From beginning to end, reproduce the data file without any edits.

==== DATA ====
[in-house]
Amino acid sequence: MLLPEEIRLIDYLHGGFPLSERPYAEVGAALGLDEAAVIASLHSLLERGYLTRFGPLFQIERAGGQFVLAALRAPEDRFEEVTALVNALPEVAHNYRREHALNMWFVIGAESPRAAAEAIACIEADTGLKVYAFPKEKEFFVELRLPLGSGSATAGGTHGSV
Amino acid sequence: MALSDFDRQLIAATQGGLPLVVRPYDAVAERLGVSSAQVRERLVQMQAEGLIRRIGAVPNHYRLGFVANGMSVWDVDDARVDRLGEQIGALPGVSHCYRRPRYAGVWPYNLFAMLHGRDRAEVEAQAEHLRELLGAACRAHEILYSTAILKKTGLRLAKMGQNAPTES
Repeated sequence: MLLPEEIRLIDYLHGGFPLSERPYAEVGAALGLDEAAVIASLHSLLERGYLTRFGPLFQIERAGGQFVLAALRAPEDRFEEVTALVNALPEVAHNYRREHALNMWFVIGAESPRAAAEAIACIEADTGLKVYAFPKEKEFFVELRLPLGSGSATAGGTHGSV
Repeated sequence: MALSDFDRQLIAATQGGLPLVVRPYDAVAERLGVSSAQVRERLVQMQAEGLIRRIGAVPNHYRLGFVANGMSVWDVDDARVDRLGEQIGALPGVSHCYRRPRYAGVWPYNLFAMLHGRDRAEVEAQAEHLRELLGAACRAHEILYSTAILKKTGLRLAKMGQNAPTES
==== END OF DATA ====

[in-house]
Amino acid sequence: MLLPEEIRLIDYLHGGFPLSERPYAEVGAALGLDEAAVIASLHSLLERGYLTRFGPLFQIERAGGQFVLAALRAPEDRFEEVTALVNALPEVAHNYRREHALNMWFVIGAESPRAAAEAIACIEADTGLKVYAFPKEKEFFVELRLPLGSGSATAGGTHGSV
Amino acid sequence: MALSDFDRQLIAATQGGLPLVVRPYDAVAERLGVSSAQVRERLVQMQAEGLIRRIGAVPNHYRLGFVANGMSVWDVDDARVDRLGEQIGALPGVSHCYRRPRYAGVWPYNLFAMLHGRDRAEVEAQAEHLRELLGAACRAHEILYSTAILKKTGLRLAKMGQNAPTES
Repeated sequence: MLLPEEIRLIDYLHGGFPLSERPYAEVGAALGLDEAAVIASLHSLLERGYLTRFGPLFQIERAGGQFVLAALRAPEDRFEEVTALVNALPEVAHNYRREHALNMWFVIGAESPRAAAEAIACIEADTGLKVYAFPKEKEFFVELRLPLGSGSATAGGTHGSV
Repeated sequence: MALSDFDRQLIAATQGGLPLVVRPYDAVAERLGVSSAQVRERLVQMQAEGLIRRIGAVPNHYRLGFVANGMSVWDVDDARVDRLGEQIGALPGVSHCYRRPRYAGVWPYNLFAMLHGRDRAEVEAQAEHLRELLGAACRAHEILYSTAILKKTGLRLAKMGQNAPTES